New transport strike hits Brussels
10 November 2004, BRUSSELS – Brussels’ trams and a third of its buses stayed off the roads on Wednesday morning after a minority of public transport workers rejected a deal thrashed out between their union leaders and management.
10 November 2004
BRUSSELS – Brussels’ trams and a third of its buses stayed off the roads on Wednesday morning after a minority of public transport workers rejected a deal thrashed out between their union leaders and management.
On Tuesday, it looked as if Friday’s strike would be called off after STIB bosses and the three unions signed a draft agreement after talks with a mediator.
It seemed as if the concessions won by the union representatives would easily win the vote of the majority of workers.
But, although 90 percent of the Christian CCSP and the Liberal CGSLB unionists voted for the deal on Tuesday night, the Socialist CGSP members voted on block against it.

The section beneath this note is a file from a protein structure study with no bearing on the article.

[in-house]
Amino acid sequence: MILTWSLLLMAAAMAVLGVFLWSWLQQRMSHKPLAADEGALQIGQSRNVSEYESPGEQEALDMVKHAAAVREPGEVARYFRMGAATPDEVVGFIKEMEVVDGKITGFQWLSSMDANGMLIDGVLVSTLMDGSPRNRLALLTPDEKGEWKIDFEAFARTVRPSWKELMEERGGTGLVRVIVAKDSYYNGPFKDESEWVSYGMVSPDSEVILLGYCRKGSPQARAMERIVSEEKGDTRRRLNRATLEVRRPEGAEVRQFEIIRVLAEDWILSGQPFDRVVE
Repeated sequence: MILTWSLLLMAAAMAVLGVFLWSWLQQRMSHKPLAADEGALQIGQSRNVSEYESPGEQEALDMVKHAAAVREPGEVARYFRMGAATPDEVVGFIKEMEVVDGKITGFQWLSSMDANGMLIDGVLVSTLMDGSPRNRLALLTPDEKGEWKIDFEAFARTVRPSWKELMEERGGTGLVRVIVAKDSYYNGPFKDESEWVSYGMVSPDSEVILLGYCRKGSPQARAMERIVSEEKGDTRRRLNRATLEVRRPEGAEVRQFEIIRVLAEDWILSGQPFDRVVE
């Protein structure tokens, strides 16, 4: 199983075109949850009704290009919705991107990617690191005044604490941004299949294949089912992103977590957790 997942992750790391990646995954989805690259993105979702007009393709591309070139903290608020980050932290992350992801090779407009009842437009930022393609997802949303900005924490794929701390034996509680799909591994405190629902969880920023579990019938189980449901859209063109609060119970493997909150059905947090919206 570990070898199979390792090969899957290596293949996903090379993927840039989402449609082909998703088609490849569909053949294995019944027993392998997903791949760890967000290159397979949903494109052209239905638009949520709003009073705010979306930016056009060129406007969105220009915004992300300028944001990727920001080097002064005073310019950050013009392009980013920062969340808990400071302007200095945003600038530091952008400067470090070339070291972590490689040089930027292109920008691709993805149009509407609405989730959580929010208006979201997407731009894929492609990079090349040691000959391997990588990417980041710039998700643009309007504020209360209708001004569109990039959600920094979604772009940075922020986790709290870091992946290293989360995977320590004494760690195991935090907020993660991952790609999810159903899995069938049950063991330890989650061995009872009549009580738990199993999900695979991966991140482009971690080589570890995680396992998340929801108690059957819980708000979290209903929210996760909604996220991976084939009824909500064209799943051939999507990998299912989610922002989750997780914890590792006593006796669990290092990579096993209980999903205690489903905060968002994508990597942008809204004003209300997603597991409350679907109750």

They are unhappy about the number of extra staff to be hired under the accord.
And socialist unionists picketed at several STIB depots on Wednesday morning, ensuring almost no trams ran and some bus disruption.
STIB’s spokesman Jean-Pierre Alvin said 90 percent of metros were running normally, as well as 70 percent of buses.
"But this situation can change very quickly," he said.
"The only positive element compared to previous strikes is that the socialist union pickets have not stopped those who want to work," he added.
Alvin said it was the first time in STIB’s history that a union had rejected a draft deal.
That suggested Wednesday’s strike was due to "a small minority provoking the majority", he concluded.
[Copyright Expatica 2004]
Subject: Belgian news